Meetings Pro Tip: Try a Little Nonverbal Engagement
Not everyone can talk during every virtual event you put on. One way to help rein in the potential chaos? Lean on the trusty power of the emoji.
Simply put, not everyone can leave their cameras or microphones on during every virtual event—it would lead to chaos.
But a tool you’ve probably used a few times today already could help fill the nonverbal engagement gap in inventive ways: the emoji.
What’s the Strategy?
Many major platforms, such as Zoom, include emoji integration capabilities, which allow people to react to whatever’s happening during a virtual event—offering real-time data points, whether a person is trying to raise their hand, expressing confusion about an issue being discussed, or applauding a fascinating point.
It can be a surrogate for body language, which gives in-person meetings an advantage even now.
“One thing we desperately lack in virtual or hybrid meetings is physical feedback. We can hardly see facial reactions or read body language,” wrote Juraj Holub, chief meeting designer for the event platform Slido, in an article for The Next Web. “[Emoji] can be an effective fix to this. And most video platforms support them these days.”
Why Is It Effective?
Not everyone is in a position to talk frequently at every meeting (and if they’re shy, nor may they want to). But they still might want a way to interact and offer live feedback during an event. The wide array of emotions that emoji can provide are a useful solution to the conundrum, as emoji offer a basic form of interaction without any verbal cues.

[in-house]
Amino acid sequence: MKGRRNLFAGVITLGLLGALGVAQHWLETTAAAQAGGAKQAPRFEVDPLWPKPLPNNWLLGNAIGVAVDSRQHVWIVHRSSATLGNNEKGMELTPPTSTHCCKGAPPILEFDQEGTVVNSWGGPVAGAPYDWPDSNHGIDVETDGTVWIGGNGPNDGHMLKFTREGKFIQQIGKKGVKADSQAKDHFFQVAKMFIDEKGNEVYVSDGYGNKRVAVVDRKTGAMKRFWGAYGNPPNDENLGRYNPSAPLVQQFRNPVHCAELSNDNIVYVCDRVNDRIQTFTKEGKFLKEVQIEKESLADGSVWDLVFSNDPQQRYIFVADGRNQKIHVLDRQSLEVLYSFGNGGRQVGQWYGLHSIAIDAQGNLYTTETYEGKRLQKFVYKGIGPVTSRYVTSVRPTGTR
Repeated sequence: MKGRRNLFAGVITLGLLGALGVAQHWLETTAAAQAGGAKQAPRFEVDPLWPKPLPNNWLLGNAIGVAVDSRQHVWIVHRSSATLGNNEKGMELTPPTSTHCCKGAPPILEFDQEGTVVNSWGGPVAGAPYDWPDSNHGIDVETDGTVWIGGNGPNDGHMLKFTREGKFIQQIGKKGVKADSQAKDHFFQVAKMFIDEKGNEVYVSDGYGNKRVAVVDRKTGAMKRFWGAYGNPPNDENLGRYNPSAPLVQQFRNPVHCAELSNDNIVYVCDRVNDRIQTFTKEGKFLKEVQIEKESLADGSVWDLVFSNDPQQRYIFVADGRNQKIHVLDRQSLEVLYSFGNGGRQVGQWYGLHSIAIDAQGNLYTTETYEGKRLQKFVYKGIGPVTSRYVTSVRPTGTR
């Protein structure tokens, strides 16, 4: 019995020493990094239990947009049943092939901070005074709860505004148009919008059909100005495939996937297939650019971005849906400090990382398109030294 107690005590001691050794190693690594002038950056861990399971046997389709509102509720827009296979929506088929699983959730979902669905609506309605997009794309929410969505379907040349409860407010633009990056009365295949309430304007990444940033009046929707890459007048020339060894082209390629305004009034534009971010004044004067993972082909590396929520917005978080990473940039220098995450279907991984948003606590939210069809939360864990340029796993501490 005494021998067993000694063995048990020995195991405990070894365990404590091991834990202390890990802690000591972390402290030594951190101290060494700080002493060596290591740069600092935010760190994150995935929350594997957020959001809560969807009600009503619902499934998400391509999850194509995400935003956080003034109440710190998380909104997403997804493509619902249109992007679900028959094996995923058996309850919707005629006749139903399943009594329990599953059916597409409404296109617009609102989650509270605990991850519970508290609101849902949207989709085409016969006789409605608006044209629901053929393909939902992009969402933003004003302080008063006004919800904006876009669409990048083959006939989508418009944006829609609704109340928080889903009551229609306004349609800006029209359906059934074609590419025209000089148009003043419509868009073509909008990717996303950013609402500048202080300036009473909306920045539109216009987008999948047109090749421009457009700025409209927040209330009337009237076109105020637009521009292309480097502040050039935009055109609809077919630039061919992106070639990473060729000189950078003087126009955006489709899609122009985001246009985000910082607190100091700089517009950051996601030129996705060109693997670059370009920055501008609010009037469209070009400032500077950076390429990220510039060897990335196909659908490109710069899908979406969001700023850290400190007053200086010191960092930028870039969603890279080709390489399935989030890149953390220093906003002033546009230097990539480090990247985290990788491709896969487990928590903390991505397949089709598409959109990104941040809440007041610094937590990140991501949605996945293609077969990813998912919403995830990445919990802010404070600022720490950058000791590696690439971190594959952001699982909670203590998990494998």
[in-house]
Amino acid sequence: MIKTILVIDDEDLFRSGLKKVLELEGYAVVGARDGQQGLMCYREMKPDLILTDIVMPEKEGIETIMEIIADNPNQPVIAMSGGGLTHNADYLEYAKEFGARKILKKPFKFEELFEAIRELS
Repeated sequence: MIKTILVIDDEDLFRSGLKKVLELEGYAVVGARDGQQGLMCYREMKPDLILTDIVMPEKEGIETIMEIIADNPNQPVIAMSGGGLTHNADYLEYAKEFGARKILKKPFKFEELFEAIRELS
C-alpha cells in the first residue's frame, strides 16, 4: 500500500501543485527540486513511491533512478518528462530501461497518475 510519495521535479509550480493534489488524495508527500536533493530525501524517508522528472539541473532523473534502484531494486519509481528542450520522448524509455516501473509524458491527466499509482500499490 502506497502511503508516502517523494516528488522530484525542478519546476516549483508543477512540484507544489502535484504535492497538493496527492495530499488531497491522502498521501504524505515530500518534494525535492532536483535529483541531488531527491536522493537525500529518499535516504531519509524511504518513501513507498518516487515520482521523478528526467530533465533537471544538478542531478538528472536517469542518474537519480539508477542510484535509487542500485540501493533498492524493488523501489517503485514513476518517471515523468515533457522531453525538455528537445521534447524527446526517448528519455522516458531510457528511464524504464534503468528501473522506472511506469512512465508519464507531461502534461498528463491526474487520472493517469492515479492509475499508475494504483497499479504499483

On top of that, the business world is increasingly finding uses for emoji, as TechRepublic notes.
“They allow employees to express themselves and create a pleasant, more inclusive, and welcoming work environment. Emojis also enhance messages and can offer a quick way to express support or celebrate team members’ accomplishments,” said Christina Janzer, Slack’s senior director of research, in comments to the news outlet.
What’s the Potential?
There’s no reason to limit emoji to apps and virtual platforms.
The event company Omnipress reported on its blog that it found surprising success by including emoji reaction sheets within its printed event booklets.
“This idea made it easier for attendees to give feedback, as they were already using the program booklet as an ongoing reference piece for critical event information such as how to log on, rules of virtual engagement, the program schedule, etc.,” the company noted. “Plus, we found the cost-per-piece to print a program book was much lower than many of the premium items being considered.”
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